7. Standardise the interview process. Review questions and format, train hiring managers. Ensure a diversity of panel members, strong interviewing skills and bias mitigation competencies. Consider the key intersections subject to greater discrimination and how to actively mitigate the risk.
Ever start a new role and not feel welcome? A solid, inclusive onboarding experience is critical to employee engagement, retention and productivity.
Just 12% of employees believe their employer’s onboarding experience is adequate or successful, and yet employees who had effective onboarding feel up to 18x more commitment to their workplace3.
Tips for providing a gender inclusive onboarding experience
8. Tell the story from different perspectives. Onboarding programmes that move beyond just featuring some key senior roles and include diverse stories and perspectives of what it is like to work here (as a human) are key to ensure women and intersectional diverse identities have aspirational role models to sustain them through the transition that is starting in a new company.
9. Women often receive less briefing on strategy and expectations around the company structure, strategy and job responsibilities. A manager’s onboarding checklist should include being detailed and specific around “how things are done around here” as well as the company vision, structure and strategy.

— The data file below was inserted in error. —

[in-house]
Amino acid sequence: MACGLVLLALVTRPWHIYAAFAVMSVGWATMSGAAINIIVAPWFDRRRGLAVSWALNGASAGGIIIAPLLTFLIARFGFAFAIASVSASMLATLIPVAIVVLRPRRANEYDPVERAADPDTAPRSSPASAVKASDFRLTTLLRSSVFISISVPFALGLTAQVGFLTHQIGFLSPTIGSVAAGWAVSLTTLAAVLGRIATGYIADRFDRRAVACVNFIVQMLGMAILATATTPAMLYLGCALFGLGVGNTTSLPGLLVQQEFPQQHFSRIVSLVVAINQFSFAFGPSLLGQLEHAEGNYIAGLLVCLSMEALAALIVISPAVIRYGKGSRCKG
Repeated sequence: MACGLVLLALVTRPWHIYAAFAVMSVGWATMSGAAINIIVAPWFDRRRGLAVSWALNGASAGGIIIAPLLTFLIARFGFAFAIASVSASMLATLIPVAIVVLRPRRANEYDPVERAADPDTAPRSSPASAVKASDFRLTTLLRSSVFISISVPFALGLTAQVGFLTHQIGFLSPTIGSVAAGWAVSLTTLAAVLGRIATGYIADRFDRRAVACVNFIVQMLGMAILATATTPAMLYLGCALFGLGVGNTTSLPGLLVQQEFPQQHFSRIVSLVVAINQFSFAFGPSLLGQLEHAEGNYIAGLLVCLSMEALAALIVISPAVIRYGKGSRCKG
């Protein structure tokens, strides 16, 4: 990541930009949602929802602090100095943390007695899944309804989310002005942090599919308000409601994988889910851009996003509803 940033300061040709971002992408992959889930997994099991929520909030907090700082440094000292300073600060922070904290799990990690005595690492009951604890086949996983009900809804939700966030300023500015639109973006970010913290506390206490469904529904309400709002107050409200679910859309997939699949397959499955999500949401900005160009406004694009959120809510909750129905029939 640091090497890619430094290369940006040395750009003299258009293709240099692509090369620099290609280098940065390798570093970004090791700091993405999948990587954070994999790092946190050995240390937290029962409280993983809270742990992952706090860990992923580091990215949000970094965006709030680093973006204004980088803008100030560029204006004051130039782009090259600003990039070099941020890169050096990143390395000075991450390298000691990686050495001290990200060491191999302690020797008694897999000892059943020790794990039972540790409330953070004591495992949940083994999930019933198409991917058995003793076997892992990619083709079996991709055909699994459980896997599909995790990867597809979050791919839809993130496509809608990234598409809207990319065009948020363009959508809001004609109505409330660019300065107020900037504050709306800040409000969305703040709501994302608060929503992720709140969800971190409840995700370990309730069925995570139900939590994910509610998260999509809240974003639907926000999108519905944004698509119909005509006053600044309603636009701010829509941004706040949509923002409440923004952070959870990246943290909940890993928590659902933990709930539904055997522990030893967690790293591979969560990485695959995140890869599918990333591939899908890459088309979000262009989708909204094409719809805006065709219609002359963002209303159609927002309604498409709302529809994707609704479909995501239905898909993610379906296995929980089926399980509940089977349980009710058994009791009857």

Keep an eye out for our next blog in this series, which will explore the biases that exist within your organisational policies on reward, promotion, development, talent identification and performance management.
If you’re serious about disrupting bias in your organisation then take a look at our new Three Barriers Debias Audit, where we review your processes, policies and culture across 11 aspects of the talent management lifecycle. Our thorough audit leaves you with a clear sense of areas for focus and accompanying recommendations.
Sharon Peake is the founder and CEO of Shape Talent Ltd, the award-winning diversity, equity and inclusion experts for complex multinational organisations who are serious about gender equality – and what it can achieve for their business.
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1 Kossek EE, Lautsch BA, Eaton SC (2006) Telecommuting, control, and boundary management: Correlates of policy use and practice, job control, and work–family effectiveness. Journal of Vocational Behavior 68(2): 347–367.
2 Lucas, B.J., Giurge, L.M., Berry, Z., Chugh, D, (2021) To Reduce Gender Bias in Hiring, Make Your Shortlist Longer, Harvard Business Review